Michael Gearon Jr. won an “entrepreneur of the year” award in 1997 for building his cellular tower business into a fast-growing enterprise that he sold for $100 million.
But growing fast has not been his fate as part-owner of the Atlanta Spirit – that money-losing, litigious group of eight which owns the Hawks and Thrashers.
In business and sports, Gearon said, it’s important to build a strong foundation. But that has proven to be more elusive on the court and ice than in the cellular-tower fields.
I sat down with Gearon, 44, at his Vinings office last week to try to find out. With the start of the hockey and basketball seasons and a fresh court ruling on the prolonged ownership dispute, I thought the timing was right.
Gearon, an Atlanta native who attended Marist and then Georgia State, doesn’t see the dichotomy that I do when discussing his business and sports careers.
In business, his record has been impressive. He took a $3,000 real estate commission to start a cellular tower company that was hailed by the Ernst & Young accounting firm and Inc. magazine.
When he was 32, he sold his business, which went from zero to $22 million in revenue in six years. He then helped the purchaser expand substantially, not only in the U.S. but in Central and South America, too. Now, he has a new cell tower company that he’s developing in Asia.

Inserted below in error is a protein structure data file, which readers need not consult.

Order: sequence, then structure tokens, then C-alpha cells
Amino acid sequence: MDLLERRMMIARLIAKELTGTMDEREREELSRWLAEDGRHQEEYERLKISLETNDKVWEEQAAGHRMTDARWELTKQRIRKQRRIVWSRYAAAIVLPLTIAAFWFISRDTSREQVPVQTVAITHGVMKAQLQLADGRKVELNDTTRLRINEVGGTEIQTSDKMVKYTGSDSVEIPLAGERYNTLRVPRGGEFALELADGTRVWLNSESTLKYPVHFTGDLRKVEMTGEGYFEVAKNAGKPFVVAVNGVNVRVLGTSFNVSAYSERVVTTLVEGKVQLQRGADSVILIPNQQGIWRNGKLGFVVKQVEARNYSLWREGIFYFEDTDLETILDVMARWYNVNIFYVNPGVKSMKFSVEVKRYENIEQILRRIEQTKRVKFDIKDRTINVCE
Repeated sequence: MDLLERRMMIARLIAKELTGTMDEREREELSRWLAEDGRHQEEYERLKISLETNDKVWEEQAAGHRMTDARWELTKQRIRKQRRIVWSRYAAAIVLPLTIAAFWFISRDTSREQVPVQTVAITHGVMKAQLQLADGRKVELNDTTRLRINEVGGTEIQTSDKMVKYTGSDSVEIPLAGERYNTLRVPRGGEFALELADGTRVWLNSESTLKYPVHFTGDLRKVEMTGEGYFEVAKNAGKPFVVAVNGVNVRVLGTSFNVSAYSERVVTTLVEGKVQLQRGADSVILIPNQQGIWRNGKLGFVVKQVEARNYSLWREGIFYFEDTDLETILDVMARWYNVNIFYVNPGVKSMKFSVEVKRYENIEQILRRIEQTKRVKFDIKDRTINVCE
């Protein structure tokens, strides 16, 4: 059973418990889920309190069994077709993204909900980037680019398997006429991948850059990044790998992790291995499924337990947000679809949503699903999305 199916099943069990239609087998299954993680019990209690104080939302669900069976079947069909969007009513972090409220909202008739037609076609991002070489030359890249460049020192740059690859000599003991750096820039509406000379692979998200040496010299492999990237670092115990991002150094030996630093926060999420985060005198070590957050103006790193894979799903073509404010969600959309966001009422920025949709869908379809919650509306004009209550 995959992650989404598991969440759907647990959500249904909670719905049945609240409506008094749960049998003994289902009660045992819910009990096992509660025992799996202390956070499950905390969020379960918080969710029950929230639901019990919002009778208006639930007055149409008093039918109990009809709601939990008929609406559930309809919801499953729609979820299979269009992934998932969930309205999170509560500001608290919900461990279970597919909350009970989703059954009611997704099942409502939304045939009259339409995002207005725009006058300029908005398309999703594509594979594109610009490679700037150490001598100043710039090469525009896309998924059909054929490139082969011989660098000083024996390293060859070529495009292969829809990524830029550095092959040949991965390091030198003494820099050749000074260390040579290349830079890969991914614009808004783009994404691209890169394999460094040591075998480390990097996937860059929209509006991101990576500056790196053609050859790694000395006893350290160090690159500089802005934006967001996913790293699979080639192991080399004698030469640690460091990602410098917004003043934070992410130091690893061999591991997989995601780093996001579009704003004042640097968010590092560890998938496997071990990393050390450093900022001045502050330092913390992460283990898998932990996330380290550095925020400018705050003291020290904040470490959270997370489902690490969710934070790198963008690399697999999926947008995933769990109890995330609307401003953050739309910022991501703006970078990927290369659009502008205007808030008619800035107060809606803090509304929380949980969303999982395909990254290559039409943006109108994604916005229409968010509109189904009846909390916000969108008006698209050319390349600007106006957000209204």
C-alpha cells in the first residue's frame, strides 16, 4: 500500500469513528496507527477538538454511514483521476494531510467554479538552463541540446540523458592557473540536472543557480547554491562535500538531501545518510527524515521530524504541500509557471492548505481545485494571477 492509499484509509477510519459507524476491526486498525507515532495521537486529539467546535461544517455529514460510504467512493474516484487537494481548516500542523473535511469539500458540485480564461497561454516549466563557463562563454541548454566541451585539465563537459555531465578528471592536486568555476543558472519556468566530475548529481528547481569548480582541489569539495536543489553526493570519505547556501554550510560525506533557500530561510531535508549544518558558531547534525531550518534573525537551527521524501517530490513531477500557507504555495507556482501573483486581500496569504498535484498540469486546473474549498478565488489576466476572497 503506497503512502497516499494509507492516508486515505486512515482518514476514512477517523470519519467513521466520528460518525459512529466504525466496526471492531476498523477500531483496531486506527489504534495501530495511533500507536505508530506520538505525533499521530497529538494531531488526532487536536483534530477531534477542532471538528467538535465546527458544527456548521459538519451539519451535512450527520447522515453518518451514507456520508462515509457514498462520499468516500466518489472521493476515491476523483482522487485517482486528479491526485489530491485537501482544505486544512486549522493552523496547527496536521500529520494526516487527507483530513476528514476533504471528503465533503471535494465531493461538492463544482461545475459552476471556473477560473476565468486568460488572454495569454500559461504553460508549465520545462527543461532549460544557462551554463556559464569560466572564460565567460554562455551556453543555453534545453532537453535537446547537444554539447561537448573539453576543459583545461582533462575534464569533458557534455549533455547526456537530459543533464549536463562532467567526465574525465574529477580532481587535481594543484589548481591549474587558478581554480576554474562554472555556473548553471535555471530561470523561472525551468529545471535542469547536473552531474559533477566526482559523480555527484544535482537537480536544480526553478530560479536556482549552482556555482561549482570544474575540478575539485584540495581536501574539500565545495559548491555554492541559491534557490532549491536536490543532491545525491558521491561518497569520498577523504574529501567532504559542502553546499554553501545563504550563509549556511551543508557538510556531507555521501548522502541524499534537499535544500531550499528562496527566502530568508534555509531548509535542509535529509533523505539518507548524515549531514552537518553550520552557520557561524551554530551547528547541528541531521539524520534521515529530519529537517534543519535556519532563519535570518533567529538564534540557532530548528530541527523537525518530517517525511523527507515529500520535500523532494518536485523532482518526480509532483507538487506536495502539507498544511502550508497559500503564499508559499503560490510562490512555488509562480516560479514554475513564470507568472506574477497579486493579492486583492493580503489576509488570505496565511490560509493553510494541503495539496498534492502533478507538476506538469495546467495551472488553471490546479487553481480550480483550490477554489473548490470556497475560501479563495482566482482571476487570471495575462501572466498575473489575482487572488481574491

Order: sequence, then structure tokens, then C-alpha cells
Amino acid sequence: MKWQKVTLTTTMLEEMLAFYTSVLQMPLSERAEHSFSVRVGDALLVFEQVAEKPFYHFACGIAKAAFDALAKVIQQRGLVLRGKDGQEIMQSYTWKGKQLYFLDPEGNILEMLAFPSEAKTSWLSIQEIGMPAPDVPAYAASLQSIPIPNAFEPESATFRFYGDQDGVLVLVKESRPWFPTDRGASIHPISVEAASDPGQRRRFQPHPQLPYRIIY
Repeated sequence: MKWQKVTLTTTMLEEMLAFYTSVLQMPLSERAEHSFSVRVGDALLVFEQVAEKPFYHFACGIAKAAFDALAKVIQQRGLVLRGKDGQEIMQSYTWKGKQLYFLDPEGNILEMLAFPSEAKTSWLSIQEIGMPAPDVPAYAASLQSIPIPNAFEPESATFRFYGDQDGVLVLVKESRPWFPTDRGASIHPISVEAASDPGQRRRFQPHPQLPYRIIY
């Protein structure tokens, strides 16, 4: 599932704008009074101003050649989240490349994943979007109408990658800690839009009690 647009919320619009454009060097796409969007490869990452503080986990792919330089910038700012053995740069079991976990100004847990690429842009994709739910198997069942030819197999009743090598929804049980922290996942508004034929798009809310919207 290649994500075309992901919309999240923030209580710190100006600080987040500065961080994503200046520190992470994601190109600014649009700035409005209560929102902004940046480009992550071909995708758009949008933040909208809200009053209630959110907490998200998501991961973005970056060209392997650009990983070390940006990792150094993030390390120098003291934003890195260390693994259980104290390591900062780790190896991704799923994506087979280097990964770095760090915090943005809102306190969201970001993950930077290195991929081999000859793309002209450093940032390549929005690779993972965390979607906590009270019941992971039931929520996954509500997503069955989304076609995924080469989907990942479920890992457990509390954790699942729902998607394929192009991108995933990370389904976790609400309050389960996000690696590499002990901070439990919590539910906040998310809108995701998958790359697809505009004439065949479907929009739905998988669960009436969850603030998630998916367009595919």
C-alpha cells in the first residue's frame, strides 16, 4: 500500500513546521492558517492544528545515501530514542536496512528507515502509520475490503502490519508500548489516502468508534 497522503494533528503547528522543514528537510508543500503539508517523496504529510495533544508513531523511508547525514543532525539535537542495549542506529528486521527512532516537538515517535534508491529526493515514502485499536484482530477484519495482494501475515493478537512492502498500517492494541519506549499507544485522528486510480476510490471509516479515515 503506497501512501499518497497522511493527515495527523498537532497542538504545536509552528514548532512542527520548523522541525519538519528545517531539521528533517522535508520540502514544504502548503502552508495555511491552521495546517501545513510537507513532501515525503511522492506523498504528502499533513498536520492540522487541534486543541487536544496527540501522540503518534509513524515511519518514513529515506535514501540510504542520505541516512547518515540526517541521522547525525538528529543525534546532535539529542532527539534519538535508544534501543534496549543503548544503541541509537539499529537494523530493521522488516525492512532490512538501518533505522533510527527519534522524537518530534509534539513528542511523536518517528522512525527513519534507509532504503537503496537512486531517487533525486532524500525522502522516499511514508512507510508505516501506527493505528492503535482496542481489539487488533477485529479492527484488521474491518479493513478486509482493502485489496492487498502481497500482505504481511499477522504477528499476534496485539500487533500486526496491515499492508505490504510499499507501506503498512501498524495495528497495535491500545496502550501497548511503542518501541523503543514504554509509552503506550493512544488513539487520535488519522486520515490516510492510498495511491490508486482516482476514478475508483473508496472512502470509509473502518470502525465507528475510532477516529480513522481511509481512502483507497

In the process, Gearon said, he was able to build a well-oiled management team.
“Eleven of us have worked together for an average of 13 years,” he said.
But the sports teams have been anything but well-oiled, in my view. Post-season disappointments on the court and ice, and a much-publicized four-year legal battle over how to value one owner’s stake, are just two examples. Losing millions of dollars and rumors about the Thrashers moving from Atlanta are two more.
Gearon, however, sees things differently. And with all the public abuse the Spirit has taken over the past few years, he’s entitled to speak his mind.
First, he said, the ongoing ownership dispute has not affected the teams’ performance.
“It been painful for me personally, but it has had zero impact on the performance and stability of the teams,” he said. “We’ve invested over $100 million to make these teams better.”
He sees the Hawks and Thrashers as building on previous seasons with the help of a “youthful core.”
“I think both teams will be competitive and have a good chance of making the playoffs,” he said.
Financially, Gearon said, the owners are exploring the possibility of adding new investors. They’re also looking into saving money in this era of low interest rates by refinancing the bonds that paid for Philips Arena.
Gearon was quite clear on whether he thought Atlanta would lose an NHL team for the second time: “I didn’t get involved in this to move a team.”
But he was unclear on whether the ownership dispute will get resolved soon. The judge told the owners to try to reach a deal outside of court. Gearon and six of his colleagues have been trying to buy out Steve Belkin.
“We may or may not buy him out,” Gearon said.
It was the only time he was equivocal during the interview. The sports business can do that to you.
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